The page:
Warning: The following article contains criticism of a religious figure. Actually, it’s not really criticism, more pointing fun at a guy who should know better. If you feel the need to get angry in the comment boxes, feel free, but please use your CAPS LOCK sparingly, keep the language reasonable, cite any reference material and above all else, don’t blame the ancient Mayans for anything, they’ve been through enough.
As a rule, I wanted to keep Astroengine.com away from religious debate, but once I became embroiled in the 2012 doomsday hysteria, religious views were bound to creep in. After all, 2012 is the latest date prophesied for Armageddon, End Times and Judgement Day, I was bound to start receiving emails and comments with a toasty religious flavour. That’s fine, everyone should have an opinion. Just because I don’t believe the year 2012 will bring anything of special religious/spiritual significance, that’s my view. I’m not religious and I’m not a religious specialist, it’s not my thing.
However, science is “my thing” so when I see authors banging on about the existence of Planet X, killer solar flares, geomagnetic shift and all the other wild and inventive ways the Universe won’t destroy the Earth, I do have a strong opinion. Now that “No Doomsday in 2012” has had over 1,000,000 hits (that’s a 1 with six zeros after it. I’m now in megahits), it would appear that 2012 is a doomsday theory that might not go away (place your bets on how many millions of hits that article will rack up in the next 3 years!).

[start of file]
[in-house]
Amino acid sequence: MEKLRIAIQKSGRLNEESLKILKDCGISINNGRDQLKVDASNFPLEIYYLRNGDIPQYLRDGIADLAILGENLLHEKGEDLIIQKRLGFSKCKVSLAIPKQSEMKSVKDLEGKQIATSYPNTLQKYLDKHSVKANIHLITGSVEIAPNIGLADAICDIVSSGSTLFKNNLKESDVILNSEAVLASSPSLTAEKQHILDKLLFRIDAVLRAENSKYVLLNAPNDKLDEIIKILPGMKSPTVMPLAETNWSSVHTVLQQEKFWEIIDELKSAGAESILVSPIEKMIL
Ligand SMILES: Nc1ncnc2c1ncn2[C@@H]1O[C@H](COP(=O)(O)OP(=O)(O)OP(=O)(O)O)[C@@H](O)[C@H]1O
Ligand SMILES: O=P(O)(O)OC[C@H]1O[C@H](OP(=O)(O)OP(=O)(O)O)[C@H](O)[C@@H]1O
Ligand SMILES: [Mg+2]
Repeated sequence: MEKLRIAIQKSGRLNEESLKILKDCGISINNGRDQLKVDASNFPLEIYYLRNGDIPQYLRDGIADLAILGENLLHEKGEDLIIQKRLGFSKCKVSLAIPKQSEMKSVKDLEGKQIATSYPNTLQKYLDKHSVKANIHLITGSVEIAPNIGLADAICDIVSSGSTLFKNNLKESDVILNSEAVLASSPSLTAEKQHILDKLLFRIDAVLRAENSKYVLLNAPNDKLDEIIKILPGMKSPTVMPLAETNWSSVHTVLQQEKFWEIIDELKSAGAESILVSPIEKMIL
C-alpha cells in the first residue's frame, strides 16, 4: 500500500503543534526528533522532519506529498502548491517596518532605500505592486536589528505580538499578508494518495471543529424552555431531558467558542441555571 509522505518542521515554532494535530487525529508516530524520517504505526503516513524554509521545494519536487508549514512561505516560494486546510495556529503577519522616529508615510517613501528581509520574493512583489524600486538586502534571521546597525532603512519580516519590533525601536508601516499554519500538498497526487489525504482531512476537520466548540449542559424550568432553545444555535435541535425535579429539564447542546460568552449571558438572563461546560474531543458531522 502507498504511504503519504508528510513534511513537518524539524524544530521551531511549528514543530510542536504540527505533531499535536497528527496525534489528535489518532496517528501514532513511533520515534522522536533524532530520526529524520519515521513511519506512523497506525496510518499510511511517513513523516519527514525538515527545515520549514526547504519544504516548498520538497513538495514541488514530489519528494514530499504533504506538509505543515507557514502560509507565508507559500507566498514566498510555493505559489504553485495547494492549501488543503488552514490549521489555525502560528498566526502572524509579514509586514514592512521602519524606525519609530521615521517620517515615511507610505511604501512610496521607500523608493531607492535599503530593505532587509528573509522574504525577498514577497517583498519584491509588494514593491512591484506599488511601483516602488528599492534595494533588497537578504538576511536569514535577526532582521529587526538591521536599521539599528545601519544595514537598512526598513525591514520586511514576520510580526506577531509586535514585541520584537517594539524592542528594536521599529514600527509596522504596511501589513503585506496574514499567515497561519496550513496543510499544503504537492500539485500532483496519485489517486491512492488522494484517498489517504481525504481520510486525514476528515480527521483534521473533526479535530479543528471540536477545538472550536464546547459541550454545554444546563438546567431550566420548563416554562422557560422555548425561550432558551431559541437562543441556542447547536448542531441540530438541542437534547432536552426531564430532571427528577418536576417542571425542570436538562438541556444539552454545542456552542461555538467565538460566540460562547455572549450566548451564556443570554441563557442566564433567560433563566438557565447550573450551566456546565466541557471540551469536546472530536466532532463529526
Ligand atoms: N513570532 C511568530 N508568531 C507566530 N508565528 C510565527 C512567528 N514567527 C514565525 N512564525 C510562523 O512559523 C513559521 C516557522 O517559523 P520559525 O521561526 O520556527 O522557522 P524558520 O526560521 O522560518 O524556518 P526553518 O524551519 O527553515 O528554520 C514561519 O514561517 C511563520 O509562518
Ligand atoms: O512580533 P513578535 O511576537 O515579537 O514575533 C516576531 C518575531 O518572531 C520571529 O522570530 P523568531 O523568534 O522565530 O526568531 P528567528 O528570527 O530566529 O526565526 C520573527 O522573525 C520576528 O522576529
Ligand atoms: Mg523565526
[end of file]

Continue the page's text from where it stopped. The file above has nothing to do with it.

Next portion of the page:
However, having written about the key attributes of doomsday theories as presented by authors who use lies to sell a book or drive search engine traffic to their site (fear is a potent moneymaker after all), I know bullshit when I smell it. However, this time the doomsday prophecy doesn’t come from the misinterpretation of a Mesoamerican calendar, it comes from a popular American Christian evangelist. I have to say, I am impressed.
So, using my fool-proof “cheat sheet” on how to spot a doomsday fake, it wasn’t hard to cut through David Wilkerson’s dogma, revealing his “prophecy” for what it really is: rubbish.
When David Wilkerson woke up this morning, I suspect it wasn’t just coffee he was drinking. I know there are many ways to worship a God, but raving about the imminent destruction of New York and consequent ransacking of the world’s cities probably isn’t something any God would want. Much less when God is being blamed for the mess.
So what is the prophecy this time? In a blog post entitled “AN URGENT MESSAGE” (note the capitalization, scary isn’t it?), David gives the standard doomsday à la carte: something scary is coming and there’s nothing we can do about it. Nothing new so far. However, his urgent message is serving as a classic example of how not to write a doomsday prophecy. Let’s get stuck in!
(I’m using the rules outlined in How Do You Spot Science Abuse in the Social Media Soup?, to see if the rules apply in this case).
Rule: THEIR CAPS LOCK IS STUCK
David throws us right into the gist of the nonsense with a fabulous paragraph:
AN EARTH-SHATTERING CALAMITY IS ABOUT TO HAPPEN. IT IS GOING TO BE SO FRIGHTENING, WE ARE ALL GOING TO TREMBLE – EVEN THE GODLIEST AMONG US.
This rule is battered, bruised and kicked out of the ring with that statement. Naturally, this is a prophecy, so it is also vague. What flavour of Earth-shattering calamity? When will it happen? Frightening? Surely not as frightening as your frightening words? Really? Wow, that is frightening.